Entering game 5 of the Western conference semifinals series between the Oklahoma City Thunder and the San Antonio Spurs, one has to wonder whether the momentum in this series has finally shifted, all because of Kevin Durant finally playing like someone good enough to be an MVP.
The Thunder make it try to seem like it was all about the team, and not him playing like the best player in the league for one night, again.
There’s no individuals in this game. There’s no strictly 1-on-1 matchups in this game. There’s 10 guys on the court. I may guard a guy, or he may guard me, but it’s a whole team trying to stop the ball.
Durant scored 41 points. He was perfect from the field in the fourth quarter, while helping hold Kawhi Leonard on 0 points in the fourth. Russell Westbrook had another horrendous shooting performance. His biggest contribution was stepping aside and letting Durant do what he does better. It’ll remain the smartest thing he does in this series if he manages to overcome his urges to try and show the world he’s just as good.
The Spurs do need to worry. For all of their pre-series advantages, they haven’t been able to recapture their offensive rhythm from the first game. They finished with just 12 assists in game 4. Some teams can live with that, but not the Spurs. Their best basketball comes when the ball doesn’t stop moving and players get open. When it becomes a game of post ups, one on ones and taking contested shots, suddenly they don’t seem so special anymore. And the Thunder have been able to put them in that uncomfortable position, not letting the doom & gloom predictions following the first game in the series drag them down.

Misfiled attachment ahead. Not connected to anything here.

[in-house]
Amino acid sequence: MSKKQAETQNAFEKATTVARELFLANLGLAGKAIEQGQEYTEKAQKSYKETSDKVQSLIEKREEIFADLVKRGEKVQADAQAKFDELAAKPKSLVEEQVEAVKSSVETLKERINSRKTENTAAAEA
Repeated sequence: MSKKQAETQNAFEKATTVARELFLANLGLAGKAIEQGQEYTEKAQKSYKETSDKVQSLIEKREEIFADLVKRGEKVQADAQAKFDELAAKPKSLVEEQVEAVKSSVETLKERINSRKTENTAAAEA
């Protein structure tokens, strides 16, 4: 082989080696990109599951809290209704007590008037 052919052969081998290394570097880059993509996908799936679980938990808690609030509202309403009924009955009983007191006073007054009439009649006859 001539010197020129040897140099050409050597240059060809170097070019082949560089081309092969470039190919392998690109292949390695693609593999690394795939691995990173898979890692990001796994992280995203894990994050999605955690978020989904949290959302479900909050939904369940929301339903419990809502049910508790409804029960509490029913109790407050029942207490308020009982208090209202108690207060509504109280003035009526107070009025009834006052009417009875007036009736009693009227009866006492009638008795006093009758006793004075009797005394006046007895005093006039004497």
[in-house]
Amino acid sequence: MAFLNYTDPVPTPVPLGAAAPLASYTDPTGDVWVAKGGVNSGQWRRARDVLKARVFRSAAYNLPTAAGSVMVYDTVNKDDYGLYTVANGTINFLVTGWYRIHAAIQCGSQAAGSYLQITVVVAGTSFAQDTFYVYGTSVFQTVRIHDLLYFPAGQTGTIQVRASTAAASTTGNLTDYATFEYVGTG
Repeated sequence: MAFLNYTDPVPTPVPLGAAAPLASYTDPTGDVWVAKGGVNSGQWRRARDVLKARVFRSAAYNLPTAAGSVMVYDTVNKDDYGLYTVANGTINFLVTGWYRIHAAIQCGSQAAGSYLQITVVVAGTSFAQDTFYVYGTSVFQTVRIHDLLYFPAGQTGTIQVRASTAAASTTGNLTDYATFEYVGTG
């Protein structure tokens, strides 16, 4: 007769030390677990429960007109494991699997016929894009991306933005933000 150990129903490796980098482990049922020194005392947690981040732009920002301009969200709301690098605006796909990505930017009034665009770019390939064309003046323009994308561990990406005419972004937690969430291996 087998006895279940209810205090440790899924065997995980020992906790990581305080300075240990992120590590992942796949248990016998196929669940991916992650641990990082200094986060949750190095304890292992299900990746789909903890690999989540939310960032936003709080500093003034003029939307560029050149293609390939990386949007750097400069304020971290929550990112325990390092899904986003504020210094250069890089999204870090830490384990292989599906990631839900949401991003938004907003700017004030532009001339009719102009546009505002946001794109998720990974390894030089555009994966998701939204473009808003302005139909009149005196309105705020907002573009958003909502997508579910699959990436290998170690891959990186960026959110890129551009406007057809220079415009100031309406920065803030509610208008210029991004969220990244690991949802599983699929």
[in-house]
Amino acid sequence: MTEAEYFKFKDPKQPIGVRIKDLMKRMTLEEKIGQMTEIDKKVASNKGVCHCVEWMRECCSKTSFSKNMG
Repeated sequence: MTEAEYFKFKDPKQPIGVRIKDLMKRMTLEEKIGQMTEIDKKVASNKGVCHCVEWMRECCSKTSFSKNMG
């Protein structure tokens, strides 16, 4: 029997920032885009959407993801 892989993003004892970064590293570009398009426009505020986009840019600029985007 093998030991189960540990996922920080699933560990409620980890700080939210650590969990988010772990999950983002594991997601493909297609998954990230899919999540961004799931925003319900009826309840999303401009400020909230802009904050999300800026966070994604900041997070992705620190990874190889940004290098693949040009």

Guys wanted the ball and just didn’t make shots. We never really got into a good offensive rhythm but we kept making runs. Guys kept making plays at certain times but we had a lot of open looks that we didn’t make. If you don’t make shots, the assists don’t come.
LaMarcus Aldridge, who was huge in the first two games of the series but has struggled with 16-for-39 from the field in the last two games, thinks it’s all a matter of making shots. The Thunder live by that philosophy, and actually think that they haven’t changed that much defensively. They’ve simply been able to do a better job of making it uncomfortable for the Spurs, especially on Aldridge and Leonard, who without them, San Antonio really find it difficult to put up points.
But maybe the blame has to go to Gregg Popovich, for going with David West and not Boris Diaw in the final quarter, thinking too much about defense and not about how to expose the lineup that included Enes Kanter and Dion Waiters. Maybe Popovich will learn from that mistake. He needs to hope that his opportunity to rectify his lineup decisions isn’t coming a little bit too late, as the Thunder hope to thrive on this newly found momentum.